Credit growth rises moderately
Private sector credit growth went up moderately in February to keep up with the recovering trend of the economy, but bankers say the rising coronavirus infections and deepening uncertainty have dipped the growth in March.
The year-on-year credit growth stood at 8.93 per cent in February, up from 8.32 per cent a month earlier, data from the central bank showed.
The February's growth is also the highest since October last year.
Businesses commenced to expand their enterprises heavily last month riding on the slower coronavirus infection, but the momentum has faced a roadblock this month when the deadly flu started spreading in a consistent manner, said managing directors of three banks.
The credit flow to the private sector has already decreased to a large extent as businesses have adopted a "go-slow" policy once again, they said.
Bangladesh recorded at least 3,908 new infections of Covid-19 yesterday, which is the highest since July 3 last year.
Infection number in 24 hours remained above 3,500 for the sixth consecutive day yesterday.
"Businesses took a positive stance to start their businesses in the period of January and February. But, the rising infection has dealt a blow to the confidence for expansion of their businesses," said Syed Mahbubur Rahman, managing director of Mutual Trust Bank.
Funds disbursed by banks have already seen a slower trend in March than in February, he said.
Businesses moved to import capital machinery and industrial raw materials last month, but the scenario has reversed in March, he said.
In addition, a good number of letters of credit (LCs) to import commodity products were earlier opened to fulfil Ramadan demand, putting a positive impact on private sector credit growth as well, Rahman said.
There is little hope to reach the credit growth at double digit this fiscal year due to the ongoing trend of the Covid-19 infection, Rahman said.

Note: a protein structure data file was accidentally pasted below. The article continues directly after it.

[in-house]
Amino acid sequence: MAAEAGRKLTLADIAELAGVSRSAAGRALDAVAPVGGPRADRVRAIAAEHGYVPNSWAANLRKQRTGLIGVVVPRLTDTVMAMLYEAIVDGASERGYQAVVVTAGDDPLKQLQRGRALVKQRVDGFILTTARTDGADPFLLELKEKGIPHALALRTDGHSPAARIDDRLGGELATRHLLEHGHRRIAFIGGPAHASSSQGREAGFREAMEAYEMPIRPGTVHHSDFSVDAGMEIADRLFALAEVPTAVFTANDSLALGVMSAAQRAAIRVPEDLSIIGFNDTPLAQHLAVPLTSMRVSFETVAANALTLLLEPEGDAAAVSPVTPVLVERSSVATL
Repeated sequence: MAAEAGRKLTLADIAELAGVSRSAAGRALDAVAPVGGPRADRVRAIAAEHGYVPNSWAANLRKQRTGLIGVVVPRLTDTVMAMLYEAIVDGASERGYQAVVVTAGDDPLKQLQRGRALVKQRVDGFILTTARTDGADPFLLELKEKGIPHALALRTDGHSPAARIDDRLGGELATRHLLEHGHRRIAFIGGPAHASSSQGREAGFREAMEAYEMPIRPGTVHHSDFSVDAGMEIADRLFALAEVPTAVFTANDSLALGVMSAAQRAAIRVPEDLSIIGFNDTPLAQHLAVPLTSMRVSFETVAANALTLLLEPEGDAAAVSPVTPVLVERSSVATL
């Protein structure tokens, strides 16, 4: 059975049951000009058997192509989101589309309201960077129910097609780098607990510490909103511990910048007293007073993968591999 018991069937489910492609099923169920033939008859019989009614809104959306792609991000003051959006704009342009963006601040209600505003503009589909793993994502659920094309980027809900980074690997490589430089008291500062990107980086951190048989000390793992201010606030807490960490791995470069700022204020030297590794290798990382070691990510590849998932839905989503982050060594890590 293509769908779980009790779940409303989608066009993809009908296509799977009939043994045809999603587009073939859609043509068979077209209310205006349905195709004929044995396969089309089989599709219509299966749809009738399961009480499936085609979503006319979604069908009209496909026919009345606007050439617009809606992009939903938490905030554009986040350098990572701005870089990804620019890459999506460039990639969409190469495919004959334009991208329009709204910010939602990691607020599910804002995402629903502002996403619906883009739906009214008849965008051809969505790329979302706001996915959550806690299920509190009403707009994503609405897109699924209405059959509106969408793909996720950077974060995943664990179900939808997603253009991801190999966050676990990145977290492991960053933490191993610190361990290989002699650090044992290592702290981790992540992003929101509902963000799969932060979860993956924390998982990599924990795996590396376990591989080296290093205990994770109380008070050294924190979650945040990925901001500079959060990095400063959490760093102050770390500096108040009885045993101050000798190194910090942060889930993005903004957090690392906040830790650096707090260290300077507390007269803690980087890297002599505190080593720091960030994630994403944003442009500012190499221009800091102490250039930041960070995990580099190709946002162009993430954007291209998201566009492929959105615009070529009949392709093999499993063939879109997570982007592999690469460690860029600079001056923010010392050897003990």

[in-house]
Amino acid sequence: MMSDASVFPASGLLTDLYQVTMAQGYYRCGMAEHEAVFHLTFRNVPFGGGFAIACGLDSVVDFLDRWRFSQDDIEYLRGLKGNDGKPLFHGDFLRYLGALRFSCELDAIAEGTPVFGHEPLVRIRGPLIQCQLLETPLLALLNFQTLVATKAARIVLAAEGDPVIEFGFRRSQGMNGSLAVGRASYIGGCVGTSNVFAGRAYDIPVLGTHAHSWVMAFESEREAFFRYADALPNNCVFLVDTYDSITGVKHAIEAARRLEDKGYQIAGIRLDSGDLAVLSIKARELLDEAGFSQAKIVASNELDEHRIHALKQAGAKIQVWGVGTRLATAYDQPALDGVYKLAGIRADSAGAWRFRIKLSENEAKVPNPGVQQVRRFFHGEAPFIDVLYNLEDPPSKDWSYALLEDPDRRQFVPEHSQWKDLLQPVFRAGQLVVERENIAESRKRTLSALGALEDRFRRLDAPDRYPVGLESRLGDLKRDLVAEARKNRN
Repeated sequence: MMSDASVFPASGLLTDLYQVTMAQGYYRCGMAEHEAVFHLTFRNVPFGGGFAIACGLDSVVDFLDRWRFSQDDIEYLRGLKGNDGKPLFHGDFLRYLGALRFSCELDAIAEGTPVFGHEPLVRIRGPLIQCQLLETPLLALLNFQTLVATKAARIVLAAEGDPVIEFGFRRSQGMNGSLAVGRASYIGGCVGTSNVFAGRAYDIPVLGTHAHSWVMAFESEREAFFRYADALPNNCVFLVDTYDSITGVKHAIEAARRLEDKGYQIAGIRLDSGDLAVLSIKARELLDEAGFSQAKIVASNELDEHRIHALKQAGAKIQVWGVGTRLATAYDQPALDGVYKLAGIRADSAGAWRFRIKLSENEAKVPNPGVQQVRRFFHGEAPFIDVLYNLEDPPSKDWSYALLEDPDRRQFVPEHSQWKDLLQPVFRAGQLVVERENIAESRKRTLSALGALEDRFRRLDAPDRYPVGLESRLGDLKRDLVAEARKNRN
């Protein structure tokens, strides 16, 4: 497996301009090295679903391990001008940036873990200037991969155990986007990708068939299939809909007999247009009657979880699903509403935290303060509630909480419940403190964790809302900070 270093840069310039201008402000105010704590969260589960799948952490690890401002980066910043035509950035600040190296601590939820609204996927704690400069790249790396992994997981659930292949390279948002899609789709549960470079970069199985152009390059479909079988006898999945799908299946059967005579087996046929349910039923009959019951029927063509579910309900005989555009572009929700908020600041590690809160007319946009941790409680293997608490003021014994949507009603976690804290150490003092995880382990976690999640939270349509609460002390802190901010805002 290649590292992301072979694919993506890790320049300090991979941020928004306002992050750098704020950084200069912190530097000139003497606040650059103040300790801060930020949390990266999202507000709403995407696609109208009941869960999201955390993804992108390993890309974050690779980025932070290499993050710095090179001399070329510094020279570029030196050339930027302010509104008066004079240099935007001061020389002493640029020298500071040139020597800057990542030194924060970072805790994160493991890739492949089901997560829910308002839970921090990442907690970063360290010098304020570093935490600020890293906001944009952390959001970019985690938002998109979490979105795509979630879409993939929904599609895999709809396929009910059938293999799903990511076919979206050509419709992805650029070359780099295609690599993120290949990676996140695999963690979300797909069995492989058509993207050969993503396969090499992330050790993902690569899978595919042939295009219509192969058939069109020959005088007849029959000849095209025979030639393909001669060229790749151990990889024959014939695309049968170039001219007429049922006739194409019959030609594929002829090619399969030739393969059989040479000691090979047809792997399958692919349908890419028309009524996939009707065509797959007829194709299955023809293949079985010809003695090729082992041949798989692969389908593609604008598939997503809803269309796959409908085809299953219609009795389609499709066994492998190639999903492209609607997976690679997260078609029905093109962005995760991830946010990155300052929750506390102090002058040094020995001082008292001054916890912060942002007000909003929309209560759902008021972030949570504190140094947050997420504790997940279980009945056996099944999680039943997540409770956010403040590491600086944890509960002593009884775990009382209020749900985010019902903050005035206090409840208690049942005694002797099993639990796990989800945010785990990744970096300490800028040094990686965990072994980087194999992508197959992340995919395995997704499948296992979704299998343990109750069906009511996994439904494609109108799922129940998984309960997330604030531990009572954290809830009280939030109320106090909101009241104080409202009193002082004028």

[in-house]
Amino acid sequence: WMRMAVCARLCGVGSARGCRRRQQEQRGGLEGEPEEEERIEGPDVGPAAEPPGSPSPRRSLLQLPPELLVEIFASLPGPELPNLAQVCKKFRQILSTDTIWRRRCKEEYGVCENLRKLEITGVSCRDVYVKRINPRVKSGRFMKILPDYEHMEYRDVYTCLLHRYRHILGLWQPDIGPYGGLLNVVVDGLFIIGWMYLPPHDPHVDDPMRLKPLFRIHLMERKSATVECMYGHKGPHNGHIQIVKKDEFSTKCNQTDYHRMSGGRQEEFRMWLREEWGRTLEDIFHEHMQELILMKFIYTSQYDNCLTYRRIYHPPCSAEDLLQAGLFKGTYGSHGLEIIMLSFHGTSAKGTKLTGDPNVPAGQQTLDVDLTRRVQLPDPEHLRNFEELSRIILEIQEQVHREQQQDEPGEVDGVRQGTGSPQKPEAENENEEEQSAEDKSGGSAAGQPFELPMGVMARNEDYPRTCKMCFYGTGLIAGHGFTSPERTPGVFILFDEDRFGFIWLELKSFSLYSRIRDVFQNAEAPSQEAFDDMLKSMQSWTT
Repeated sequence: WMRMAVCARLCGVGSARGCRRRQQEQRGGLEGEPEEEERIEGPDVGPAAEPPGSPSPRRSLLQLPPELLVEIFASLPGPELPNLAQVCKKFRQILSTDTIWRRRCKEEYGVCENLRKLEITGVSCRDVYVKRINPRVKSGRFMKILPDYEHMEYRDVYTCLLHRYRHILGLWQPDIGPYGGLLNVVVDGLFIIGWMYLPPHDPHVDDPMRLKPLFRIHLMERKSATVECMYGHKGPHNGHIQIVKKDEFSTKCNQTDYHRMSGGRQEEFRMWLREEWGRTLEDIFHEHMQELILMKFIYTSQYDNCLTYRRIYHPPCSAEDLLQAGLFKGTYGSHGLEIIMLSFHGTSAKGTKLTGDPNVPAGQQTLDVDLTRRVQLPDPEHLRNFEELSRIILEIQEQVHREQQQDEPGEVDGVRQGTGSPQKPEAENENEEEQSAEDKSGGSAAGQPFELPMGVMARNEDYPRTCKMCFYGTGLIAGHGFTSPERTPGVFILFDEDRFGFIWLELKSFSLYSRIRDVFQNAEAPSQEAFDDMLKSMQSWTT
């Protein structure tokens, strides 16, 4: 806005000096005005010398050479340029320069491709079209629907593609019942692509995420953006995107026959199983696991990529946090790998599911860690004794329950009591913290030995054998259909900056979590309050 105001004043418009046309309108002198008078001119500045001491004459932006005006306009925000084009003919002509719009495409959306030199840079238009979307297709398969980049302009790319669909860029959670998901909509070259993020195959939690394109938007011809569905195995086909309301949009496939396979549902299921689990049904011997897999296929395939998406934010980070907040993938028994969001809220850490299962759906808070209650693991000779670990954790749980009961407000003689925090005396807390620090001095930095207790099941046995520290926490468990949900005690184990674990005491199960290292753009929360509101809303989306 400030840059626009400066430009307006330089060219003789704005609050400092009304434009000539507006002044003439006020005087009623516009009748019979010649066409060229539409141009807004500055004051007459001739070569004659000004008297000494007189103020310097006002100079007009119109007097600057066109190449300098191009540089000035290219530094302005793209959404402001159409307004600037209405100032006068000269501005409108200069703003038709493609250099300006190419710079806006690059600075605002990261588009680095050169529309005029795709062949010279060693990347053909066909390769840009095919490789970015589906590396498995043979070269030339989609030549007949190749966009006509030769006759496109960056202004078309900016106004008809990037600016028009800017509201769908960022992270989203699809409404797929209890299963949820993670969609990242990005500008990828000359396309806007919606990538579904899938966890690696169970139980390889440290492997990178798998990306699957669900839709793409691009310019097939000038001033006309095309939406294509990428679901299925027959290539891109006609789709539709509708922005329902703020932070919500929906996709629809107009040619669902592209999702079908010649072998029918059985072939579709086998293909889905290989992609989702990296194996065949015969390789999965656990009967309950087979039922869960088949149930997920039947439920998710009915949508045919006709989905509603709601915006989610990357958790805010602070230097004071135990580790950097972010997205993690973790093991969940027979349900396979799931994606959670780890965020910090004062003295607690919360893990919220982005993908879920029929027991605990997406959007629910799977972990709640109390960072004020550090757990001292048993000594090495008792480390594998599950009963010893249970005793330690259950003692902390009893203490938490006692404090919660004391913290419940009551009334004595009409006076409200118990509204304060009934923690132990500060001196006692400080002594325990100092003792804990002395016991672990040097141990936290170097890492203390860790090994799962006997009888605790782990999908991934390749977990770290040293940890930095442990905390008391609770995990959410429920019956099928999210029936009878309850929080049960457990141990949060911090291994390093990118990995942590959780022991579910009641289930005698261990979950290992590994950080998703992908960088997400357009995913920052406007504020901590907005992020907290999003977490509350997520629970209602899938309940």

In its monetary policy statement for fiscal 2020-21, the central bank set a private sector credit growth target of 14.8 per cent by June this year.
The existing business slowdown has indicated that there is little chance to achieve the target.
Rahman predicted that the credit growth might hover between 8-9 per cent in the rest of the months of this fiscal year.
Emranul Huq, managing director of Dhaka Bank, said the lender had given out around Tk 900 in loans last year, which had increased its credit book by 3-4 per cent.
But, the loan disbursement has declined to a large extent this month as credit appetite has nosedived due to the upward trend of the infection, he said.
"We have also observed that export orders from European countries have started declining as some of them have recently declared strict restrictions on movement in order to tackle the spread of the coronavirus," he said.
Lower exports has a spillover effect in imports, he said.
The imported items of industrial raw materials largely use to produce the exported goods.
The lower imports have also brought a negative impact explicitly on the credit growth as well, Huq said.
"I do not see any ray of hope to rise in imports in the next few months given gravity of the coronavirus infection at home and abroad," he said.
Md Arfan Ali, managing director of Bank Asia, said commodity prices in the global market had recently escalated, which had also pushed the country's import payments up.
He, however, said there was a possibility that the credit growth might rise in March to some extent as the majority of banks normally tried to inflate their credit book in the last month of every quarter.
But, the ongoing trend will create a pressure on the credit growth in May and June, Ali said.
The outstanding loans in the private sector stood at Tk 11,53,511 crore as of February in contrast to Tk 11,40,023 crore the previous month.